Monday, July 26, 2010
Saturday, July 24, 2010
Tuesday, July 20, 2010
A man once told another man that he should give up his personal religious practices as he was likely to travel abroad and sticking to such practices was ridiculous and impossible to follow and that he would have to be practical and give it all up.
Belgium and other European countries have banned people from wearing the veil. Governments now consider themselves to be in the rightful position to decide on the wardrobe contents of the residents.
These and several such examples are the kinds that people are proud of. Today is not about being tolerant but about refusing allegiance. People who are, in their personal capacities, aligned with a belief system which is unlike what is popularly accepted, are ostracised to varying degrees. Today it is not important to understand and hence, accommodate each person's individual preferences. When people have a particular set of rules for their home, then they are considered conservative or old-fashioned. The same approach is acceptable at the work place (though even that is now being considered old-fashioned and newer companies think that allowing their employees to come in shorts and torn clothes is being tolerant).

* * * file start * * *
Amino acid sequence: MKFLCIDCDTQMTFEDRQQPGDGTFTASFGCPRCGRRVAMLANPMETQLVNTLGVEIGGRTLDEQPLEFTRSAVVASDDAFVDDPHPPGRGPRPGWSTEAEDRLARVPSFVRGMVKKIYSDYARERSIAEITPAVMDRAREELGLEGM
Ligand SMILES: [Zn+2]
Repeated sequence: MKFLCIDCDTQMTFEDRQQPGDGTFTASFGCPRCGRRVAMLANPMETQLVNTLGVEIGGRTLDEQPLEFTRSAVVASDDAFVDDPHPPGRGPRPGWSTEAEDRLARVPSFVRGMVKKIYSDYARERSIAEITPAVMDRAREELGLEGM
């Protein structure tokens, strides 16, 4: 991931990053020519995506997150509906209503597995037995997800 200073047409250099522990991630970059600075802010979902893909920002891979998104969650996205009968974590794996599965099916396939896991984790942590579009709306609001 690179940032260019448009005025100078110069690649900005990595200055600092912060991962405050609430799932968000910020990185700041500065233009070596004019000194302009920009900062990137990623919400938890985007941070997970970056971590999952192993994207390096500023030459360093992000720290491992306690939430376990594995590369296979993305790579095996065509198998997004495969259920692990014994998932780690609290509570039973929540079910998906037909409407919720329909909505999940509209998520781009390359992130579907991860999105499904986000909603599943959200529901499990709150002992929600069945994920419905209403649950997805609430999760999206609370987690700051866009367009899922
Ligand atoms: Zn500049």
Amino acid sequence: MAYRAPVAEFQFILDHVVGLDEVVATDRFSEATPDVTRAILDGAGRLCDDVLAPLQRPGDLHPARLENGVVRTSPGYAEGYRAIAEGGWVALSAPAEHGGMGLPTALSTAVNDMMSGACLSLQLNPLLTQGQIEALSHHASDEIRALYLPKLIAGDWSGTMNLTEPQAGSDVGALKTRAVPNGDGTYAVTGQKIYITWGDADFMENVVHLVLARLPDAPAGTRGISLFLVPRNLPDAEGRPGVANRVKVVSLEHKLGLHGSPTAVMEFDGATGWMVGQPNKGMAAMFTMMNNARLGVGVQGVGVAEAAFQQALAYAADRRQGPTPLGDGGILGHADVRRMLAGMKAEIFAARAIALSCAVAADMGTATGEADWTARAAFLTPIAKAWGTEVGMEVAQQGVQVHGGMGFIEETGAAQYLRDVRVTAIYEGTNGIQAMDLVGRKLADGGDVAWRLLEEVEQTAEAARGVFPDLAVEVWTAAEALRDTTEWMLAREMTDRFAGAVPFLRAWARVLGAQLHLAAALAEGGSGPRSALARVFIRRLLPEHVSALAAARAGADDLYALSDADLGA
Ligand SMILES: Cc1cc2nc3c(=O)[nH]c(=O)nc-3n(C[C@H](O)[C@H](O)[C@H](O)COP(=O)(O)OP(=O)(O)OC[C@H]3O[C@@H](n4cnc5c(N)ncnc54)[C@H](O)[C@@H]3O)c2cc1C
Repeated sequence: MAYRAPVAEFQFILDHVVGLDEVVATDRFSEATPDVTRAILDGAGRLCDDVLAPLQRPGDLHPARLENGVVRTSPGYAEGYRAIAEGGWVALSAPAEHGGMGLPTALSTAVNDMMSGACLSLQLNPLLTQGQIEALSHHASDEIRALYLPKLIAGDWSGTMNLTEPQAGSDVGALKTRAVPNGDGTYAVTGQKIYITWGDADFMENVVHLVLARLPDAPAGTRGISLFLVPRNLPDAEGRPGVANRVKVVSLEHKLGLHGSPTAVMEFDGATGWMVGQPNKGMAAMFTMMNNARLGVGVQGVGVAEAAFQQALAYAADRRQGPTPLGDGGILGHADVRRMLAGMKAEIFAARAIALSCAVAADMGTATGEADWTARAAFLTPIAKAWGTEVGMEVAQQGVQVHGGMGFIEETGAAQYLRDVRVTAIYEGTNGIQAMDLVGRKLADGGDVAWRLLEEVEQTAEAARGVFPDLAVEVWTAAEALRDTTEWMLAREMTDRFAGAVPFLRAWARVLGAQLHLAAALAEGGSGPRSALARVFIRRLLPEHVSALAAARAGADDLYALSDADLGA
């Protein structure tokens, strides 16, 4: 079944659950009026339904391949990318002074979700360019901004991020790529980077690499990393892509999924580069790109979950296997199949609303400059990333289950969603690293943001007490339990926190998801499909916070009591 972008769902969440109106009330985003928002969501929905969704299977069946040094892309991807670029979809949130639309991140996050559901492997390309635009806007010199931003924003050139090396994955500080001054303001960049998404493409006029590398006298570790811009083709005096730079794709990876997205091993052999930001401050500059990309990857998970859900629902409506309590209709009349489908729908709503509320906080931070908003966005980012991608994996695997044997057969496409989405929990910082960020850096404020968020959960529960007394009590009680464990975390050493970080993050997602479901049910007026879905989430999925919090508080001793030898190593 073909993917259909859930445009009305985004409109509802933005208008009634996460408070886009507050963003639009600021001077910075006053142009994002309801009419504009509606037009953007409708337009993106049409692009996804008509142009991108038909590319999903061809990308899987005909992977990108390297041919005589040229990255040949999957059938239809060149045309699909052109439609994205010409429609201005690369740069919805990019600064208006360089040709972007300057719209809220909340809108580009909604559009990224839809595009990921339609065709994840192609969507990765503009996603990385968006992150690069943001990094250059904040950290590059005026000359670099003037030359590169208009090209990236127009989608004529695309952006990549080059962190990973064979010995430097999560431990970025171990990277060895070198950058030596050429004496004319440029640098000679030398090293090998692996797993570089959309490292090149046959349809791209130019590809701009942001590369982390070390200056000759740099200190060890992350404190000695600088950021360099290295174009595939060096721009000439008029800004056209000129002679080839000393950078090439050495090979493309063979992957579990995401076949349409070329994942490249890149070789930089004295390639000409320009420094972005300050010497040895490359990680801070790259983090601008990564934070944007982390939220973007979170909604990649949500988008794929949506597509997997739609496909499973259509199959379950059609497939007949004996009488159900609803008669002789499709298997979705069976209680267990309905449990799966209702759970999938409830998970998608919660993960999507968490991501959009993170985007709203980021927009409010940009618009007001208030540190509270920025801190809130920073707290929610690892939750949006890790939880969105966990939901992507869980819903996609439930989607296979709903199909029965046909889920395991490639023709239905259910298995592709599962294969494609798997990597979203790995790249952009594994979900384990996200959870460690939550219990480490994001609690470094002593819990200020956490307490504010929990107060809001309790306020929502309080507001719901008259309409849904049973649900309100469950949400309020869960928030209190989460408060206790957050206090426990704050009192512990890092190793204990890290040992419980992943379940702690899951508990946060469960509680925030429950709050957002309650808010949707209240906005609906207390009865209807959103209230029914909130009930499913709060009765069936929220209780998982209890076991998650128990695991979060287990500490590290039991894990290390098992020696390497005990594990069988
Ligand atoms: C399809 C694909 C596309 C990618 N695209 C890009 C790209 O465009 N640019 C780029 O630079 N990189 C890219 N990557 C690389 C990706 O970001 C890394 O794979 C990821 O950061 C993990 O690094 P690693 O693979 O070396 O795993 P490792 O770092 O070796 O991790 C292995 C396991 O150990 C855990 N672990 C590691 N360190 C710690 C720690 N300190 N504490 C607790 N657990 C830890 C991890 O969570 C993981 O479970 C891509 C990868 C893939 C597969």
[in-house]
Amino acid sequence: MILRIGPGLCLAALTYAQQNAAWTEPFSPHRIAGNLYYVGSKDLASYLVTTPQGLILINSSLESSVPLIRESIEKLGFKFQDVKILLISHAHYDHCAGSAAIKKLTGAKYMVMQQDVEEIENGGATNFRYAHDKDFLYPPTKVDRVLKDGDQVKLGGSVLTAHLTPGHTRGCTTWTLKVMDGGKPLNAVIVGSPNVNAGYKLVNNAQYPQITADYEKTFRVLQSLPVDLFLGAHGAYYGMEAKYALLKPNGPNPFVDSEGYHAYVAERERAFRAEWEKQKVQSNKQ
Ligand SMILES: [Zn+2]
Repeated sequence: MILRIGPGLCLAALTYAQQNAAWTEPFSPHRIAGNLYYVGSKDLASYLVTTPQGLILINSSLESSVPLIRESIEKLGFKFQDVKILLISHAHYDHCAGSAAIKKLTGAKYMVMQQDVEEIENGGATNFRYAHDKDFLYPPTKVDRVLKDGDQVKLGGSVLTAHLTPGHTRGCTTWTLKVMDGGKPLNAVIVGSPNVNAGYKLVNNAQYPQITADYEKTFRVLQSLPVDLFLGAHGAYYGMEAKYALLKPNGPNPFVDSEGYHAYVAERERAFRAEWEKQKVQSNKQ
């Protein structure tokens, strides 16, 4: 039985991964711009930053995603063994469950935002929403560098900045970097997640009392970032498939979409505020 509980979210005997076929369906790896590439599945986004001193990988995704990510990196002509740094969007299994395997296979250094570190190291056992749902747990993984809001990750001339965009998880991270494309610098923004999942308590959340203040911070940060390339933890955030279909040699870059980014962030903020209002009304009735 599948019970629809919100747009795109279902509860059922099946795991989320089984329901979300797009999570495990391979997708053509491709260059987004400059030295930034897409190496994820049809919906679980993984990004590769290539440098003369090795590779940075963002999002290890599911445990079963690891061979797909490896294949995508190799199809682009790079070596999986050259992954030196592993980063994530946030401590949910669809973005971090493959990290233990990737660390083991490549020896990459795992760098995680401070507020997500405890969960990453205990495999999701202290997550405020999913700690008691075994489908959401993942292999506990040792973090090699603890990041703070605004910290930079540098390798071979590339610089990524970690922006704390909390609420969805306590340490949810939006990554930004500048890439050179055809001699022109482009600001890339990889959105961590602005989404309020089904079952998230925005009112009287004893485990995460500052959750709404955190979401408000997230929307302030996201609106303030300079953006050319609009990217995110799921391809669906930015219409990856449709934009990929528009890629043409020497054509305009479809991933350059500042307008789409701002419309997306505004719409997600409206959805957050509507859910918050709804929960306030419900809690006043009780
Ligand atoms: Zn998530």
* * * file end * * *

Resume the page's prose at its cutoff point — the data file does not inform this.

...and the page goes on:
The human mind is uncomfortable in the midst of people who are different. Hence, there is a constant attempt to homogenise. Religion is one such attempt. National boundaries and patriotism are also similar strategies (though it tends to unite by dividing). Try standing in the midst of a gathering on Independence Day and, once the anthem is over, state clearly that you have the least feeling of patriotism! And these very same people, who frown at you and ensure that the distance between you and them is ever increasing, will claim that they are very open minded and tolerant.